Electronic Thesis and Dissertation Repository


Master of Arts




Adams, Tracey L

2nd Supervisor

Huey, Laura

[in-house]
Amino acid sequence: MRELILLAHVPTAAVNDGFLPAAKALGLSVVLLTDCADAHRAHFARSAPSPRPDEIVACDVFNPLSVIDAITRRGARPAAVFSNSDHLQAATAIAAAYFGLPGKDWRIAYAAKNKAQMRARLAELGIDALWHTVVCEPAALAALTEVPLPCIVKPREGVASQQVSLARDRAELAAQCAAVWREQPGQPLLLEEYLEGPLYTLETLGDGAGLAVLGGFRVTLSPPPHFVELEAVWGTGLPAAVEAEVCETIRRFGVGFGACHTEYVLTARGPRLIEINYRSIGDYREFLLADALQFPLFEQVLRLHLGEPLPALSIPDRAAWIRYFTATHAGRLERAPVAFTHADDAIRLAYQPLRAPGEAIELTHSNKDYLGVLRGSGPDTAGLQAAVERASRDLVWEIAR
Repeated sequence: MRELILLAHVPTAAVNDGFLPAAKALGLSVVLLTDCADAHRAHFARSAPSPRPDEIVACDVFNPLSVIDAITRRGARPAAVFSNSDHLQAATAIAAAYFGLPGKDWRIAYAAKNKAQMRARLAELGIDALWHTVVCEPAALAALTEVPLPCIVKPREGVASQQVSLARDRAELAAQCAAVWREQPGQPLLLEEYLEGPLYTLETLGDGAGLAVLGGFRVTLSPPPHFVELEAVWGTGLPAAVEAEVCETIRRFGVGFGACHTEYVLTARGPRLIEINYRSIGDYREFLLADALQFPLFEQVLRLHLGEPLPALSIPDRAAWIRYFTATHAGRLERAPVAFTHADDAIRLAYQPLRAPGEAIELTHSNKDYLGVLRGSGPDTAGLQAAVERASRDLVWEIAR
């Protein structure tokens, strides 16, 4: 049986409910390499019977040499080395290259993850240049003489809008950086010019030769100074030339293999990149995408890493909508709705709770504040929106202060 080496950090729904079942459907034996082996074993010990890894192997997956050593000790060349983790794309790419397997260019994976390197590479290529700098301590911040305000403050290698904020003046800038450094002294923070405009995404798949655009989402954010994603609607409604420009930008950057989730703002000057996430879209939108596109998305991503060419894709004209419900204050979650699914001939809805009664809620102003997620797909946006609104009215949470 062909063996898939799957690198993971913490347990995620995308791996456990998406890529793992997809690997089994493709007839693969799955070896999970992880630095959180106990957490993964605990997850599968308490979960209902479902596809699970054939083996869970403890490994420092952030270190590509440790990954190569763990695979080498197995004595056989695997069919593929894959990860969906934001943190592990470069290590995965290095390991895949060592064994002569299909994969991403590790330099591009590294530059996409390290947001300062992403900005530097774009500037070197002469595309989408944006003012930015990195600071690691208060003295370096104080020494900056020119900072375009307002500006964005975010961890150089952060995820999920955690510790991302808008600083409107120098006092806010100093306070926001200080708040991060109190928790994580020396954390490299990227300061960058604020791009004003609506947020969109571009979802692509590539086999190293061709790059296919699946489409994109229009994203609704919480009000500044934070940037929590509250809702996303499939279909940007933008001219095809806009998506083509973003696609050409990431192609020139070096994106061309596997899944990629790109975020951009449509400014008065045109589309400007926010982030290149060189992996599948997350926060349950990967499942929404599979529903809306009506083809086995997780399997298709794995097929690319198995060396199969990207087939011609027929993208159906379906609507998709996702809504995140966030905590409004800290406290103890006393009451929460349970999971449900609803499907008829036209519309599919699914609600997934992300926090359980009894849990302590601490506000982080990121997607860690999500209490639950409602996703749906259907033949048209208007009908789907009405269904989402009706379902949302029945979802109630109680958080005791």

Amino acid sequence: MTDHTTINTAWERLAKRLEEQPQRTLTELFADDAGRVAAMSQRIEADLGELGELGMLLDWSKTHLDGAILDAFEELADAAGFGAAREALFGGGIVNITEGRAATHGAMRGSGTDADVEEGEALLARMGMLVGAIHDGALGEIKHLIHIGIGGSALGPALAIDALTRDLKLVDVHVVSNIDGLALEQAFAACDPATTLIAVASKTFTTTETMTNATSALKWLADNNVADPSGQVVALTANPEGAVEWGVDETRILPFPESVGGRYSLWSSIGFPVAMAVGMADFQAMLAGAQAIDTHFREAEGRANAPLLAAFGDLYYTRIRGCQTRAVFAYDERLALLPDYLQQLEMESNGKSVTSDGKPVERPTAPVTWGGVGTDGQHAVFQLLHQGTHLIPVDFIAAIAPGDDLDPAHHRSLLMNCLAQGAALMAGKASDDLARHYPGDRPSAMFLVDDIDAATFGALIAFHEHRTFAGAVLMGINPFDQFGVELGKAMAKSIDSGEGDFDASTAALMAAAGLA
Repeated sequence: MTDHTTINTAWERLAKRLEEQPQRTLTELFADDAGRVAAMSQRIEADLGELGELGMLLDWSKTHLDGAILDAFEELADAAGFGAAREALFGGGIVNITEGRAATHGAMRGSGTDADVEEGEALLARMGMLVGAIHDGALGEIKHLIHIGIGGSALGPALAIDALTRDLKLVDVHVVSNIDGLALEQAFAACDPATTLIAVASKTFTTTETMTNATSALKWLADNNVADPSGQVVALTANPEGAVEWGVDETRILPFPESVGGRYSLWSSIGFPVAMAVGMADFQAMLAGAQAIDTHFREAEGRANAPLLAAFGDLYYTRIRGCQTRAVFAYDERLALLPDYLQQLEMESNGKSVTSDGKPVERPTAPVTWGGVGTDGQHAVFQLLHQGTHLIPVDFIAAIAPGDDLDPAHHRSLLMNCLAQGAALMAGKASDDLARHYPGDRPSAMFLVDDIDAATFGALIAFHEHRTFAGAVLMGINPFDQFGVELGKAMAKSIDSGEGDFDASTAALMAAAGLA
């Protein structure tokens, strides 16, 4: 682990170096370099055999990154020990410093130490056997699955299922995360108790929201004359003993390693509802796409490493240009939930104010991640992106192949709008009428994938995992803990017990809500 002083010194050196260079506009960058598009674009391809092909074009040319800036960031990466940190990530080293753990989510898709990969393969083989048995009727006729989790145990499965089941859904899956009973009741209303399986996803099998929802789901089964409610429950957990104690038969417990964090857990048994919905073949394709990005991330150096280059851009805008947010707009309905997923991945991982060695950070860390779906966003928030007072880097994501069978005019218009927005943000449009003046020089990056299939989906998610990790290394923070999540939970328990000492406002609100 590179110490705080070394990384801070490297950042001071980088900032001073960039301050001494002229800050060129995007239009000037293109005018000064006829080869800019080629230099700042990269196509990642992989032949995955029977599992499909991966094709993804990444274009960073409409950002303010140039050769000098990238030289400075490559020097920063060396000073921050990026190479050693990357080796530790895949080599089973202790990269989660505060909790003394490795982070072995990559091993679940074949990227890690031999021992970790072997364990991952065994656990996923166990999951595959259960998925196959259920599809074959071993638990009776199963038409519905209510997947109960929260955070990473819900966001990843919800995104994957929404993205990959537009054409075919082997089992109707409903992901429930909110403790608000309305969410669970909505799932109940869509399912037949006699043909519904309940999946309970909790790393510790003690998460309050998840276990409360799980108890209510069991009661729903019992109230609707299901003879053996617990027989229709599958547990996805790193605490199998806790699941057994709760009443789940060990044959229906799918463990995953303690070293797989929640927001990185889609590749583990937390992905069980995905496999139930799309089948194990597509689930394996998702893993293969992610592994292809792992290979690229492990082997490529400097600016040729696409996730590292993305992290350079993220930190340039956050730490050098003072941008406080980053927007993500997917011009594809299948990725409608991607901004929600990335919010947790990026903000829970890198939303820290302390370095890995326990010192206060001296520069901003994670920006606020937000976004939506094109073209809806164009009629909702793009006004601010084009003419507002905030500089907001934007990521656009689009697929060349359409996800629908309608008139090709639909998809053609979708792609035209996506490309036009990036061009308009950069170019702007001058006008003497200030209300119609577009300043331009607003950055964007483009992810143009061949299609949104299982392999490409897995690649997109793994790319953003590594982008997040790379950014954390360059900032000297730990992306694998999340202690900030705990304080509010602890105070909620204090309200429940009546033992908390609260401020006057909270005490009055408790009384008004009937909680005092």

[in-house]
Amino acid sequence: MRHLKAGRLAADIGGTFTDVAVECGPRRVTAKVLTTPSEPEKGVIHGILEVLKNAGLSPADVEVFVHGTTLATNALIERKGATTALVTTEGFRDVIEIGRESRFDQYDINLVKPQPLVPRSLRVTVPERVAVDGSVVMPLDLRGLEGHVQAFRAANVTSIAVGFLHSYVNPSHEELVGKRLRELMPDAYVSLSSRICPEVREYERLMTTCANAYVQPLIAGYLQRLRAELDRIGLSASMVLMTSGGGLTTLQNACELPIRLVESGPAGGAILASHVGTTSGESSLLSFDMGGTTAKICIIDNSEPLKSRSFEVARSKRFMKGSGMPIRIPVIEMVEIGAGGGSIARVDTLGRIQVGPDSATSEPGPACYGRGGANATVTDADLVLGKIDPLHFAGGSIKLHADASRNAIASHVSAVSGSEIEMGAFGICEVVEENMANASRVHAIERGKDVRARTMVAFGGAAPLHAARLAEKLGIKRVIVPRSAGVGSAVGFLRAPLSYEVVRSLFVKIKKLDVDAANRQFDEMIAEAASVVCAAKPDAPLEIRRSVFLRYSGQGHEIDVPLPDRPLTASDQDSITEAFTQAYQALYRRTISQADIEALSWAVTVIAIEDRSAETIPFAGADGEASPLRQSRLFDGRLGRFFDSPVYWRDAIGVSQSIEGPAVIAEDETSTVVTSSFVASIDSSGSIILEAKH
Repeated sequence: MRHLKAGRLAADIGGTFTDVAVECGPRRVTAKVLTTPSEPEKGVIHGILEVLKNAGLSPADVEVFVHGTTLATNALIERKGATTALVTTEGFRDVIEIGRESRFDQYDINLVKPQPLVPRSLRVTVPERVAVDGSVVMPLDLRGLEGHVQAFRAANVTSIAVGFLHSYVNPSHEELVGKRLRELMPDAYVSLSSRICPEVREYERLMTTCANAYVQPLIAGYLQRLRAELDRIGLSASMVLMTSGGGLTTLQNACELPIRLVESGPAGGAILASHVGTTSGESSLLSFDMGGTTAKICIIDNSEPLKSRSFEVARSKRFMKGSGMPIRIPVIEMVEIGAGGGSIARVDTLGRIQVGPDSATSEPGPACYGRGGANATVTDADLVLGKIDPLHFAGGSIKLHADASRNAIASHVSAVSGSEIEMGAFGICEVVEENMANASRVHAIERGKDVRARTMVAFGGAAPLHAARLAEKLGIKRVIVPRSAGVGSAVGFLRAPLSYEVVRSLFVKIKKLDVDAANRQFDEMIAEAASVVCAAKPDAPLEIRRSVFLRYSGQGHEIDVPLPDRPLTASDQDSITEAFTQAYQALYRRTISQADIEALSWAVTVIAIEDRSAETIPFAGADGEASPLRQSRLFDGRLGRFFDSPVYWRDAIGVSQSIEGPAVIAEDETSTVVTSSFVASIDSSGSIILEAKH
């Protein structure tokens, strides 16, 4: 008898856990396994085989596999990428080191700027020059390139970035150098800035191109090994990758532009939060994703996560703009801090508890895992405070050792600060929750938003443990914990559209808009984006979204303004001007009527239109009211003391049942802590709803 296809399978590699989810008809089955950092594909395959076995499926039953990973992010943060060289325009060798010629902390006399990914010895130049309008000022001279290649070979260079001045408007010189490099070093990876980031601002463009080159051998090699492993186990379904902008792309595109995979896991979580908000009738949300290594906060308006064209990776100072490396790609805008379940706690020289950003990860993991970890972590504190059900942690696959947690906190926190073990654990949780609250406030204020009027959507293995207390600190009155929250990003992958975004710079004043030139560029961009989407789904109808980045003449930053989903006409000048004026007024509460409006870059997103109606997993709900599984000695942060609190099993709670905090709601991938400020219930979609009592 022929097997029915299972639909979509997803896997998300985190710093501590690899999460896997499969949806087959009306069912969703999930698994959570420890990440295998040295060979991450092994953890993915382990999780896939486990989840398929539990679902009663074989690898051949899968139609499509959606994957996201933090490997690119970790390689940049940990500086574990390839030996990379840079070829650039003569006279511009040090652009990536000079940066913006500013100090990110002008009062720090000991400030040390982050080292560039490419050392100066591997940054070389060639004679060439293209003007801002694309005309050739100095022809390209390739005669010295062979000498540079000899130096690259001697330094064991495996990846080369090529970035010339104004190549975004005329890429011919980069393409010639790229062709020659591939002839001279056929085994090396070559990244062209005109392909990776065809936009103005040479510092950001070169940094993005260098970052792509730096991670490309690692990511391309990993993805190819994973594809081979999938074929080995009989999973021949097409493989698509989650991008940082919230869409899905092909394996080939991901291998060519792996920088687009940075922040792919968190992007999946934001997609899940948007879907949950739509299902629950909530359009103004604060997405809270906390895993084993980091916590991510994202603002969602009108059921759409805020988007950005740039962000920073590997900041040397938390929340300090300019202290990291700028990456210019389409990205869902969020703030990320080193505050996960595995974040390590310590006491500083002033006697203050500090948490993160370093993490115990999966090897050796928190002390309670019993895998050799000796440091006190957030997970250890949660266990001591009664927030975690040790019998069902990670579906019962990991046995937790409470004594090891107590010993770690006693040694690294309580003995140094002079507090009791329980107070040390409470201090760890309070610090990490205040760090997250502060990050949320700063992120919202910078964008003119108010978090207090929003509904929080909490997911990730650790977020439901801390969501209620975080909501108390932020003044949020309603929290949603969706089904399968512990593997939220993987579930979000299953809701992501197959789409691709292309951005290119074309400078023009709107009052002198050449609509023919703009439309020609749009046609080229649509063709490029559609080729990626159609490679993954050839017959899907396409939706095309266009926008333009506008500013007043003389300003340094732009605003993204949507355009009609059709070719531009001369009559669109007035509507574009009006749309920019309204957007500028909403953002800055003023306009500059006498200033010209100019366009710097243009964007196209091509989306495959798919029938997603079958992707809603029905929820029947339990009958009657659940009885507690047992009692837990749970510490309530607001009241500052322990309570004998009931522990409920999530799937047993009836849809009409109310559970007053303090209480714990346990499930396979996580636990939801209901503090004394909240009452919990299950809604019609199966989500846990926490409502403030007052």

In the context of Canadian policymaking, the alleged ‘punitive turn’ demonstrated by the Harper government from 2006-2015 was extraordinary. Under this turn, punitiveness coincided with a rejection of empirical evidence (Kelly and Puddister, 2017; Doob and Webster, 2015 2016; Marshall, 2015; Newell, 2013 Mallea, 2010). The controversial bill, the Safe Streets and Communities Act, has been regarded as one of the most poignant examples of this rhetoric (Marshall, 2015; Newell, 2013). This thesis investigated the role of evidence and penal populism in policymaking through a content analysis of the legislative debates of the SSCA. Drawing on a neo-Weberian framework this thesis finds that the motives of state actors may be complex, balancing self interest with populism, and concerns for efficiency with moral values (White and Prentice, 2013; Stevens, 2011; Zhao, 2009; Faught 2007; Tickamyer, 1981).